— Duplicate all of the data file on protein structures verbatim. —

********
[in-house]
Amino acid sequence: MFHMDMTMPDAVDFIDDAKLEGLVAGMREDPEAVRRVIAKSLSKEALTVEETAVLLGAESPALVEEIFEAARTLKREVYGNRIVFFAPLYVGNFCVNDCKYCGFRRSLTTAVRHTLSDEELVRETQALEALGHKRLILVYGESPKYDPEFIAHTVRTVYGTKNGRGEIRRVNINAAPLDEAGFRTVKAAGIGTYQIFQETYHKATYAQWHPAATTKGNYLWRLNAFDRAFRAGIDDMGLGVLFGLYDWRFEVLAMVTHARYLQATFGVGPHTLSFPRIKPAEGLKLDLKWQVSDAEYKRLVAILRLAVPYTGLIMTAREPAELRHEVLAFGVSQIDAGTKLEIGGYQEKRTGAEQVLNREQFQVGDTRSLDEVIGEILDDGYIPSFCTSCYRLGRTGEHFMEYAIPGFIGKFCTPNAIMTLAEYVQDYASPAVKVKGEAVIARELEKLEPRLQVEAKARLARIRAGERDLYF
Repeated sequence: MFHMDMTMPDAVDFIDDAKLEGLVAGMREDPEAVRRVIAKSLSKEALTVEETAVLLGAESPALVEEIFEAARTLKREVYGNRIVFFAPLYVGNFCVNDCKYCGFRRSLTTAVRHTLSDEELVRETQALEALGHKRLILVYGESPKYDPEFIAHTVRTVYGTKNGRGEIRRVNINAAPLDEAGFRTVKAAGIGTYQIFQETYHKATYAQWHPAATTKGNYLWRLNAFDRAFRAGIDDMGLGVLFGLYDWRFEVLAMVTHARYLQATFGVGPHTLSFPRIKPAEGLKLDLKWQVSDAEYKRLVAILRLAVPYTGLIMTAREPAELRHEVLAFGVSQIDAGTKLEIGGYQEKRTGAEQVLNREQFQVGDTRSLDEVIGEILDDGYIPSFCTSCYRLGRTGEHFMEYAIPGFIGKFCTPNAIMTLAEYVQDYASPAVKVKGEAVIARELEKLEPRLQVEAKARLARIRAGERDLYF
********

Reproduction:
[in-house]
Amino acid sequence: MFHMDMTMPDAVDFIDDAKLEGLVAGMREDPEAVRRVIAKSLSKEALTVEETAVLLGAESPALVEEIFEAARTLKREVYGNRIVFFAPLYVGNFCVNDCKYCGFRRSLTTAVRHTLSDEELVRETQALEALGHKRLILVYGESPKYDPEFIAHTVRTVYGTKNGRGEIRRVNINAAPLDEAGFRTVKAAGIGTYQIFQETYHKATYAQWHPAATTKGNYLWRLNAFDRAFRAGIDDMGLGVLFGLYDWRFEVLAMVTHARYLQATFGVGPHTLSFPRIKPAEGLKLDLKWQVSDAEYKRLVAILRLAVPYTGLIMTAREPAELRHEVLAFGVSQIDAGTKLEIGGYQEKRTGAEQVLNREQFQVGDTRSLDEVIGEILDDGYIPSFCTSCYRLGRTGEHFMEYAIPGFIGKFCTPNAIMTLAEYVQDYASPAVKVKGEAVIARELEKLEPRLQVEAKARLARIRAGERDLYF
Repeated sequence: MFHMDMTMPDAVDFIDDAKLEGLVAGMREDPEAVRRVIAKSLSKEALTVEETAVLLGAESPALVEEIFEAARTLKREVYGNRIVFFAPLYVGNFCVNDCKYCGFRRSLTTAVRHTLSDEELVRETQALEALGHKRLILVYGESPKYDPEFIAHTVRTVYGTKNGRGEIRRVNINAAPLDEAGFRTVKAAGIGTYQIFQETYHKATYAQWHPAATTKGNYLWRLNAFDRAFRAGIDDMGLGVLFGLYDWRFEVLAMVTHARYLQATFGVGPHTLSFPRIKPAEGLKLDLKWQVSDAEYKRLVAILRLAVPYTGLIMTAREPAELRHEVLAFGVSQIDAGTKLEIGGYQEKRTGAEQVLNREQFQVGDTRSLDEVIGEILDDGYIPSFCTSCYRLGRTGEHFMEYAIPGFIGKFCTPNAIMTLAEYVQDYASPAVKVKGEAVIARELEKLEPRLQVEAKARLARIRAGERDLYF